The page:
08 June 2012

the transit of venus {part 3}

I tried to remember all I could about telescopes as the man arranged his, aligning it to see the Transit of Venus.

Concave and convex: one of those terms applied, maybe both, and do you ever fear how much knowledge you've lost?

I once sat in a windowless classroom, hair in a high ponytail and tied with a purple bow—next to a boy who stared too much when I wore my cheerleading uniform—and drew diagrams of telescopes. Mr. Summerson, the physics teacher, had graded those; what would he say now if I asked him, "But if you point the telescope at the sun, doesn't it just intensify the light?"

That's what the man was doing: looking to the light.

"I got this"—here he patted the telescope before taping a piece of paper to a ladder he had set up about a foot away from the telescope—"when I retired from the school. They said it wasn't good enough for the classroom any more, but it's good enough for me, so I took it when they offered. Kind of a retirement bonus, I guess."

I liked that he didn't bother to explain which school he was talking about; it was as if, only for a moment, we lived in a small town out on the prairie: one school, one church, one store. Everyone knows everyone, and too many people know too much.

We don't live in a small town, this man and I: we're in the suburbs of Chicago, surrounded by millions of people, not millions of ears of corn, and he could've taught at any one of the hundreds of schools around us.

But he just said "the school," and for that moment, on a quiet street in the suburbs, our town shrank, and I suppose that makes sense: we're all, big towns and small towns, under the same sun, aren't we?

"Ah, yep, there it is: Venus." The man had channeled the sun's light, down through the concave or convex lenses {or both?}, letting it bounce around inside his telescope from the school, and out onto the piece of paper a foot away came a big, bright circle—and a small black dot.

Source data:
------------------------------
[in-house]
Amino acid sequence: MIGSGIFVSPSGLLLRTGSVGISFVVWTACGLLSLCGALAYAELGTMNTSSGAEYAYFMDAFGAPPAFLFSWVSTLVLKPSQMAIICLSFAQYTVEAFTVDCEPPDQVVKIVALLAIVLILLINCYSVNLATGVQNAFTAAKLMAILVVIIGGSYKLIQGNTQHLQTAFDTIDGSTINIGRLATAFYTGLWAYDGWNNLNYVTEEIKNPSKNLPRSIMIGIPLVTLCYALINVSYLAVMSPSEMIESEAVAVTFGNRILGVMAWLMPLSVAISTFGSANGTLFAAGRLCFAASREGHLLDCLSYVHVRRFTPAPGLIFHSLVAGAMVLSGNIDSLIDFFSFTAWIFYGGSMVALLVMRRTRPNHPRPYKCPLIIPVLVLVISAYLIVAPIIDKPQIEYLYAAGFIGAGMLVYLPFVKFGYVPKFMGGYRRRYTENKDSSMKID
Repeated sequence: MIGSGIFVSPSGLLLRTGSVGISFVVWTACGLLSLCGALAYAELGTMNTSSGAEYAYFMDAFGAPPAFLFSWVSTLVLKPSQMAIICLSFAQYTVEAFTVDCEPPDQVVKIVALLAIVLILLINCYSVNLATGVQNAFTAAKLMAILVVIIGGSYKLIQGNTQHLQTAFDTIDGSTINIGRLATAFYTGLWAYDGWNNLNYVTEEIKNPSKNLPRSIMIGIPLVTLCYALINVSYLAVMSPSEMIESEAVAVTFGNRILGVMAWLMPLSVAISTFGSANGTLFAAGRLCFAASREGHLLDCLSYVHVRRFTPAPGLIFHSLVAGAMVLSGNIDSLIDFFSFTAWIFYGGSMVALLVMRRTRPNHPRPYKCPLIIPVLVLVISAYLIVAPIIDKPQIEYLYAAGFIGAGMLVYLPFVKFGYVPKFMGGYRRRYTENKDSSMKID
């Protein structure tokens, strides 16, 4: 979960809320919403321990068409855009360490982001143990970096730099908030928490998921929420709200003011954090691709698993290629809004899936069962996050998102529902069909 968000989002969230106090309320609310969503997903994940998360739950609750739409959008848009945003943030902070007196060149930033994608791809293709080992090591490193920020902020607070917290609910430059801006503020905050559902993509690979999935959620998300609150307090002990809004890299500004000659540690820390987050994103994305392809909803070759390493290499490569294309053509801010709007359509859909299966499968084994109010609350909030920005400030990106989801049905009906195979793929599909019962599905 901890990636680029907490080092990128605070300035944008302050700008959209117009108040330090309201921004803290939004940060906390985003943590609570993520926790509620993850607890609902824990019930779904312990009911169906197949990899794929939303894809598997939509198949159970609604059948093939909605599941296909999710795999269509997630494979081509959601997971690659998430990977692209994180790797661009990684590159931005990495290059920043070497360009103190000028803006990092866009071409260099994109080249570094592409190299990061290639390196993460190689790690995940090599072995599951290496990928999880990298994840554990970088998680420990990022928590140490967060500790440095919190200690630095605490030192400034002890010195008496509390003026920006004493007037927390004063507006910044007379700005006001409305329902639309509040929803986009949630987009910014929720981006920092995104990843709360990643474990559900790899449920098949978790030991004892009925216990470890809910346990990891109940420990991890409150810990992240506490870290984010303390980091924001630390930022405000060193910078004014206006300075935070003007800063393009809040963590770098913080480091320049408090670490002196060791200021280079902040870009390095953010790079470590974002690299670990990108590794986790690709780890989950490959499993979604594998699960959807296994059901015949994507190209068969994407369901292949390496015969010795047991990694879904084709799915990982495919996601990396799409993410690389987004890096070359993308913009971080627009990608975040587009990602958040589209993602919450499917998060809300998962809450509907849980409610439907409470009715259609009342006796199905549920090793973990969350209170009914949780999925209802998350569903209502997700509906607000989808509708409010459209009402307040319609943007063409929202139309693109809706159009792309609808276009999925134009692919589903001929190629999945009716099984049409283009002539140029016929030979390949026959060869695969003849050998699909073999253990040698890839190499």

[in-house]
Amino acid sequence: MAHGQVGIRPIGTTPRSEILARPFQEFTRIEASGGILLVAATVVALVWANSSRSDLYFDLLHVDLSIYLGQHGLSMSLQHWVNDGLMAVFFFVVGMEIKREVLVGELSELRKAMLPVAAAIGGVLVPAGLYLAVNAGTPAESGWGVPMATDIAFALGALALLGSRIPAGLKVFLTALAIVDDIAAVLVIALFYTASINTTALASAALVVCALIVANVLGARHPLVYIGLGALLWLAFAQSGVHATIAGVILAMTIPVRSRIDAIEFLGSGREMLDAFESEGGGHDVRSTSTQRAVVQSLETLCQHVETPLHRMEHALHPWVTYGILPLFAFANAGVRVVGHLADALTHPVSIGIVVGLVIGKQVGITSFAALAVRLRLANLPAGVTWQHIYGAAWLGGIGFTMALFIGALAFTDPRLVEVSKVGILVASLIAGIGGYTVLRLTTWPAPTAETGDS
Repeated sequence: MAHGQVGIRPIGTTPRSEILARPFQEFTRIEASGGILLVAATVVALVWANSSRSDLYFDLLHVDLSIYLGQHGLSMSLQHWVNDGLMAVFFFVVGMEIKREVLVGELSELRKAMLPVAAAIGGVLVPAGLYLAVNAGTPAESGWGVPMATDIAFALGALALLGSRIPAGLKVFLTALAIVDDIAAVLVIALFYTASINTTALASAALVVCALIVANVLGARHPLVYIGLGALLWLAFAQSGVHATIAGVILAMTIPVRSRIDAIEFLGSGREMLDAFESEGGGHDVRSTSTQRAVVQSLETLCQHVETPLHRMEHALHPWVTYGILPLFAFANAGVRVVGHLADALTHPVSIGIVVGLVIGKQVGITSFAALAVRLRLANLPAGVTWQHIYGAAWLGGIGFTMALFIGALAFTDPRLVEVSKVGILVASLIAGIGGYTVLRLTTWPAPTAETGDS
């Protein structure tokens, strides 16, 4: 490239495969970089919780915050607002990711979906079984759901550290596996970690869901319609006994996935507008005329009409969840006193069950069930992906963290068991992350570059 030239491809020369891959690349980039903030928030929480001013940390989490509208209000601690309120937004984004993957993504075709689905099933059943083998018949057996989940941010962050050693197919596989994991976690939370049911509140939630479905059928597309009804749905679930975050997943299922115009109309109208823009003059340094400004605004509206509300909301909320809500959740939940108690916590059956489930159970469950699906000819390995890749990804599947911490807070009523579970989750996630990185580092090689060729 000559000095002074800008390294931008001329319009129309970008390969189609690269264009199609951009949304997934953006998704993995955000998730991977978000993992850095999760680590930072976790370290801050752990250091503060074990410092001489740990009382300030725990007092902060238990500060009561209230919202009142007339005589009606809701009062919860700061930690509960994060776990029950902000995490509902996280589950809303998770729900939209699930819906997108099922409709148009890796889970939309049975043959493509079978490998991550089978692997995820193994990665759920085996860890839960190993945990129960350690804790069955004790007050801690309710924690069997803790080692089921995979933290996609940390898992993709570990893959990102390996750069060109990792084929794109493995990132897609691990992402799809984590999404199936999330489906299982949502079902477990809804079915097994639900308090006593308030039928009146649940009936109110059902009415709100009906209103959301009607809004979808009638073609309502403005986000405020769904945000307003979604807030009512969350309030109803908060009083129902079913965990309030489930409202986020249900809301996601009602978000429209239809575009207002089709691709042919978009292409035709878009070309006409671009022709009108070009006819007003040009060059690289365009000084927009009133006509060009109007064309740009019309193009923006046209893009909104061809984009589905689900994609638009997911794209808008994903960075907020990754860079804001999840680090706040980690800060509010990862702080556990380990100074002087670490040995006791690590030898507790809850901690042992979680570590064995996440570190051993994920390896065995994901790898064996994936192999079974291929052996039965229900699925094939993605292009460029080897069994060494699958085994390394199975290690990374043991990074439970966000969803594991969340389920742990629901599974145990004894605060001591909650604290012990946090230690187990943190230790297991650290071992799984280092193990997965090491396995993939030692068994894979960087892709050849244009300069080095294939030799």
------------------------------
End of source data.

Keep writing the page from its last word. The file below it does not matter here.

"Do you see it?" he asked the little boy, who had spent most of this set-up time telling Miss Daisy about his toy pug. Perhaps he wanted them to be friends, and he was some sort of modern-day Christopher Robin.

"The sun! The sun!" the boy yelled, jumping up and pointing it out to Miss Daisy, who did nothing more interesting than sniff one of the telescope's legs. "And look, pug, there's a planet!"

And there it was indeed: moving so slowly across the paper, Venus was making itself known. It was blocking out part of the sun: how audacious of it, that tiny planet taking on that fireball.

I wanted so much to glance up at the real sun, not the circle on the paper. I wanted to stare at it and say: There, even though I can't see it, something amazing is happening. Something that will never happen again for me. Something that you have to trust is there.

How many other amazing things are happening right now, even though I can't see them? On mundanest of days of to-do lists and stress, planets are crossing the sky, and we don't even know it. Or remember it. Or pause to wonder at it.

And then there's this: on those days when you feel that everything is shifting—and your own street looks like a stranger—on those days, there is a level of comfort in knowing that planets are in motion as they have been for generations. There is order to the world, even when we can't see it.

I watched the Transit of Venus with the little boy, his parents, and the old man for several minutes. We all stared at the paper and said nothing but "Wow" the entire time.


The Transit of Venus, and it has to mean something, doesn't it, that I saw it on that Tuesday night?


  1. OK, this is one of my favorite things you have written. Of course, it appeals to the scientist within me, but I think it appeals to the human desire in all of us to share an unrepeatable moment with a community around us. Awesome. Sad that I missed the transit but glad I experienced it in your story!

  2. Perhaps the next time you're over, you can explain telescopes to me, my dear physics teacher :)

    Thanks for reading!



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